Making my soul its own fierce burning hell.
Is there no hope for me? O father, say. is intirely innocent of the deed : her protestations, however, avail her not,
The priest had turn'd in sickening ear away,
And o'er his brow his shrouding garb had flung, she is condemned and executed. Many
Still on his ear the dark confession rung ; years pass away, till one night the priest
He thought on that yet well remember'd day, who attended her in her last moments, And on the parting words of Helena ; is called to visit the couch of a dying How to the last she had asserted clear man, and to hear his confession :
Her innocence. He turn'd him, what lay there?
The murderer's corse stretch'd on its gorgeous bier. He lay in slumber, if such could be call'd.
Loud roll'd the storm; one broad sulphureous flame A frightful sleep that every eye appall’d;
Flash'd through the chamber, and then redly came His blue lips mov'd, his glassy eye-balls rollid
Full on that couch. The features of the dead And his band grappled with the curtains' fold. Glared in the light one moment,-then were spread
O'er them those pale and livid hues that come He confesses himself to be a noble of
Faintly to show the secrets of the tomb. the first rank, who had aspired to the hand of Inez, but, being supplanted by
Thus ends the poem : the specimens Leontio, he in revenge caused him to which we have given of it speak for be murdered.
themselves ; they require no panegyr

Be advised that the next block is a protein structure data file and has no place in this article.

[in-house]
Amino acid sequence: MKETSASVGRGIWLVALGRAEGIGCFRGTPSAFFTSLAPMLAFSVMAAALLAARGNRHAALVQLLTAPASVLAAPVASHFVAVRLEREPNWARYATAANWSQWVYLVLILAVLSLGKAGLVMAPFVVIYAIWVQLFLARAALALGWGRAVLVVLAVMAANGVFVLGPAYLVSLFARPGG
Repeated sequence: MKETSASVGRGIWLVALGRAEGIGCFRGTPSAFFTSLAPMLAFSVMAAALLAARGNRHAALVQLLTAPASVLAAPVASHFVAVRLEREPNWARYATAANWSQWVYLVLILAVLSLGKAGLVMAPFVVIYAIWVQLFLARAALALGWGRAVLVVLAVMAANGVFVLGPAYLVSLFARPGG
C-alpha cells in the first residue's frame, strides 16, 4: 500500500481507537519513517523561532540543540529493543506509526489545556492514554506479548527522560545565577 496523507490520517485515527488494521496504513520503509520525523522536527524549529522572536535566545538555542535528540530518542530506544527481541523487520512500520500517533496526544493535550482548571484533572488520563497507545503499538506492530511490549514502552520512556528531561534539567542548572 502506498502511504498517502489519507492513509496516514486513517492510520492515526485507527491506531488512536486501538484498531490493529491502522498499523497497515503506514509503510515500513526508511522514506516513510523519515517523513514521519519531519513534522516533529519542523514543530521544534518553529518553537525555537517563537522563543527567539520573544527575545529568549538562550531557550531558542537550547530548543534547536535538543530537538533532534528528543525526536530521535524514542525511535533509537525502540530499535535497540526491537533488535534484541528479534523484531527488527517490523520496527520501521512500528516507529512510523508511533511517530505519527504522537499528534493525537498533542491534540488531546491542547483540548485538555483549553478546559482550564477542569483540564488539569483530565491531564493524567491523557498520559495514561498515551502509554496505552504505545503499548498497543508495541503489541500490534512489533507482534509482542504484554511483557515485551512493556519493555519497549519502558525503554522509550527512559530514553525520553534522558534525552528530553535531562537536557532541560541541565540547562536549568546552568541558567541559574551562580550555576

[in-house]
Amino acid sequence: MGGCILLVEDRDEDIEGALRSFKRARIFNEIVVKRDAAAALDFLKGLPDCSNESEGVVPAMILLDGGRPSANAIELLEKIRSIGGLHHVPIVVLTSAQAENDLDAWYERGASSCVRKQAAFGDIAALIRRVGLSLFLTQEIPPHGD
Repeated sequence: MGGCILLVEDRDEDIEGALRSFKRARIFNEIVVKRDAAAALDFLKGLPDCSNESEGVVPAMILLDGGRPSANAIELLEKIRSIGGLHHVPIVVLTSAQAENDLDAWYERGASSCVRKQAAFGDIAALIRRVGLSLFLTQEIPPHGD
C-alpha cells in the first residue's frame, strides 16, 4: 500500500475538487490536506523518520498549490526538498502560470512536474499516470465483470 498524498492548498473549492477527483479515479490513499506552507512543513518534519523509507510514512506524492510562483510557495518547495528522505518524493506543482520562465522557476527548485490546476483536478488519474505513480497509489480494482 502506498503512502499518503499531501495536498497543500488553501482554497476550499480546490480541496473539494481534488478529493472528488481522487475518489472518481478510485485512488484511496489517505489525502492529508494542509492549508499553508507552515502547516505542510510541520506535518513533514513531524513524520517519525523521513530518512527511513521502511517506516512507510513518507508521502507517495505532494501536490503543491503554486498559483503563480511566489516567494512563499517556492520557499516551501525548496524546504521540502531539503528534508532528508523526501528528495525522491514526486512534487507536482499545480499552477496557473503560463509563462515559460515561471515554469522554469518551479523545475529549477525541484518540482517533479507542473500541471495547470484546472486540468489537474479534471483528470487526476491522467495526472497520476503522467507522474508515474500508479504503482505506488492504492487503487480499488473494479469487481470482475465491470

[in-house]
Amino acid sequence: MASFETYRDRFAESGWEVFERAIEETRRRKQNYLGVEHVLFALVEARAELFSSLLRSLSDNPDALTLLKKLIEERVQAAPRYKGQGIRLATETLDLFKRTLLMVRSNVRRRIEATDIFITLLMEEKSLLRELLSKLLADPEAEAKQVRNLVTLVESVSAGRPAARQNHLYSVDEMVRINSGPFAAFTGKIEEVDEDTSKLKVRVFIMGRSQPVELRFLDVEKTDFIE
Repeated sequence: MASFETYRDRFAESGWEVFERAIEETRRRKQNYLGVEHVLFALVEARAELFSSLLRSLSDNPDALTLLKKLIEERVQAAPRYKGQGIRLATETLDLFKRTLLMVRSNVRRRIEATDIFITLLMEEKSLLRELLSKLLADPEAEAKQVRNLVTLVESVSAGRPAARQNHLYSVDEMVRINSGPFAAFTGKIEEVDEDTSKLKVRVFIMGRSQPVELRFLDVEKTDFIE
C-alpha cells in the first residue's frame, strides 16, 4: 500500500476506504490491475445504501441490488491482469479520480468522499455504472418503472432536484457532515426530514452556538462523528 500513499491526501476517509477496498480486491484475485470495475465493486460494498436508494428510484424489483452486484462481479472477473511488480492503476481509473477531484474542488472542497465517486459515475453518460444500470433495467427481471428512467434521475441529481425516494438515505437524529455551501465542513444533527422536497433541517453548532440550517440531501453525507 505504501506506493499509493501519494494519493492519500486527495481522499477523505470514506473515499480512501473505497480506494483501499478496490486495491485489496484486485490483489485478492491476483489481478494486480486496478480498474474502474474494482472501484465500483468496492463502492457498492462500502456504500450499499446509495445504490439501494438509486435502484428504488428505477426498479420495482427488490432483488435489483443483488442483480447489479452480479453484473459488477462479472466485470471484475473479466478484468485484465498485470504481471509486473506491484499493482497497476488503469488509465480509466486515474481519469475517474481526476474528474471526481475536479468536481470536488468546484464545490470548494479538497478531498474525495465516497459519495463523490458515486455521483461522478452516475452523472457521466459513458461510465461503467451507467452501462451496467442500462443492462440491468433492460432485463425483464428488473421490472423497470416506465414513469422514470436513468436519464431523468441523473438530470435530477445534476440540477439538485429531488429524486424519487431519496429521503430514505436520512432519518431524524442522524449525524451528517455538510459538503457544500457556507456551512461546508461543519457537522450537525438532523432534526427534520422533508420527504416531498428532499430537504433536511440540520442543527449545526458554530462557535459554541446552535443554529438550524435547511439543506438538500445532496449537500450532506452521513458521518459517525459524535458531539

ist, and cannot fail to recommend the I 'scaped the vengeance of the laws,-one fell entire work to universal favour. of my foul crime the victim innocent.
BY BERNARD BARTON, THE QUAKER POET.
(Eclectic Review, July.)
BIRD of the solemn midnight hour!
Thy Poet's emblem be ;
His crest were found in thee :
Fresh omens for thy song :-
To day's more noisy throng.
I love to hear thy hooting cry,
At midnight's solemn hour,
And feel its utmost power :
And eloquent its sound,
To solitudes profound;
Which hoary eld reveres ;
Gray with the lapse of years;
By some sequester'd stream:
To answer to thy scream.
are not thy habits grave and sage,
Thyself beseeming well,
Or nun's ia convent cell?
lo silence and alone :
As thing my bird, have flown.
Are not the hours to thee most dear,
Those which my bosom thrill ?
And Nigbt, more glorious still.
On undulating wing,
Tbạn like a living thing.
While habits, hou rs, and haunts so lone
And lofty, blend with thee,
To touch thought's nobler key;
Who frames his Vigil-Lay,
His own ephem'ral day.
! (Lond. Lit. Gaz.)
BY WM. BULLOCK. W E continue our extracts from this houses, except one, are now closed, and interesting volume without fur